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Page:The Works of Lord Byron (ed. Coleridge, Prothero) - Volume 4.djvu/293

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CANTO II.]
255
THE PROPHECY OF DANTE.

CANTO THE SECOND.

The Spirit of the fervent days of Old,
When words were things that came to pass, and Thought
Flashed o'er the future, bidding men behold
Their children's children's doom already brought
Forth from the abyss of Time which is to be,
The Chaos of events, where lie half-wrought
Shapes that must undergo mortality;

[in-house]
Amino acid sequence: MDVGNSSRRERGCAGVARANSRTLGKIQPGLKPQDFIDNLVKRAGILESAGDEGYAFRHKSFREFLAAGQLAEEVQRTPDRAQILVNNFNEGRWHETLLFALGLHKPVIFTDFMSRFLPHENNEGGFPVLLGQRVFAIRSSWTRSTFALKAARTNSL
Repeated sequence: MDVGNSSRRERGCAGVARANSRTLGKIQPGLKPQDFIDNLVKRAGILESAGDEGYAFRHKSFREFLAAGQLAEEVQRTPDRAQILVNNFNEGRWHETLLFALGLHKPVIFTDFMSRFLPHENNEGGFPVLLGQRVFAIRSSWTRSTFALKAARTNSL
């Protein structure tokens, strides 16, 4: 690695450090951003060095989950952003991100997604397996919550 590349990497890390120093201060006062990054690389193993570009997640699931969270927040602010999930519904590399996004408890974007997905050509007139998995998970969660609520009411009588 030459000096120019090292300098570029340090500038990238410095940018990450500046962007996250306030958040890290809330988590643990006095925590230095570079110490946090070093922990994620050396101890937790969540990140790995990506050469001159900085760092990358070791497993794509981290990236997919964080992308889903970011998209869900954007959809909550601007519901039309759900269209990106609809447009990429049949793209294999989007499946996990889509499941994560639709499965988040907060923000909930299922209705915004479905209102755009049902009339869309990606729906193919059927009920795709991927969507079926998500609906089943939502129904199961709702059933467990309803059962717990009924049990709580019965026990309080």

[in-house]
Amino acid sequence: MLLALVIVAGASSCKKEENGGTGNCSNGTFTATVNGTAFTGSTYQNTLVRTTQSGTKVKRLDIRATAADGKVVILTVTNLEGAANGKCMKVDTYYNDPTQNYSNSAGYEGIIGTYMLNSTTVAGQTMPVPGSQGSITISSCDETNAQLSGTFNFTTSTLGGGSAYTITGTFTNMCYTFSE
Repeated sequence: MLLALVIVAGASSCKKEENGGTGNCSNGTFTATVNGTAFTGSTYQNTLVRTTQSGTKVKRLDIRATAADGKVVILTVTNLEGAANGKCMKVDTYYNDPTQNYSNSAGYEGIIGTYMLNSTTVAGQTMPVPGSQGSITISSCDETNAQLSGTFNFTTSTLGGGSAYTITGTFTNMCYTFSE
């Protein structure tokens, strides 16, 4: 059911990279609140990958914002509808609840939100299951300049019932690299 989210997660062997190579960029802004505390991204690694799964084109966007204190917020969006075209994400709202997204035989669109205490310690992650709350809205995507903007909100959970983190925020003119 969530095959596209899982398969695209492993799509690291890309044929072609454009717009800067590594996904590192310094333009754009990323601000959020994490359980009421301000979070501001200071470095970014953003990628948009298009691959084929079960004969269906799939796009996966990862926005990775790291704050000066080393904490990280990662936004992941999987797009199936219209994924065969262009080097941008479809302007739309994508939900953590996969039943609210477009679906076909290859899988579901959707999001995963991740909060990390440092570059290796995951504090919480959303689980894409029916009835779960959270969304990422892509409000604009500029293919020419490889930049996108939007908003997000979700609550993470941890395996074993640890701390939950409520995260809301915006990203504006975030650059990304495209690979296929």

What the great Seers of Israel wore within,
That Spirit was on them, and is on me,
And if, Cassandra-like, amidst the din10
Of conflict none will hear, or hearing heed
This voice from out the Wilderness, the sin
Be theirs, and my own feelings be my meed,
The only guerdon I have ever known.
Hast thou not bled? and hast thou still to bleed,
Italia? Ah! to me such things, foreshown
With dim sepulchral light, bid me forget
In thine irreparable wrongs my own;
We can have but one Country, and even yet
Thou'rt mine—my bones shall be within thy breast,20
My Soul within thy language, which once set
With our old Roman sway in the wide West;
But I will make another tongue arise
As lofty and more sweet, in which expressed
The hero's ardour, or the lover's sighs,
Shall find alike such sounds for every theme
That every word, as brilliant as thy skies,

Shall realise a Poet's proudest dream,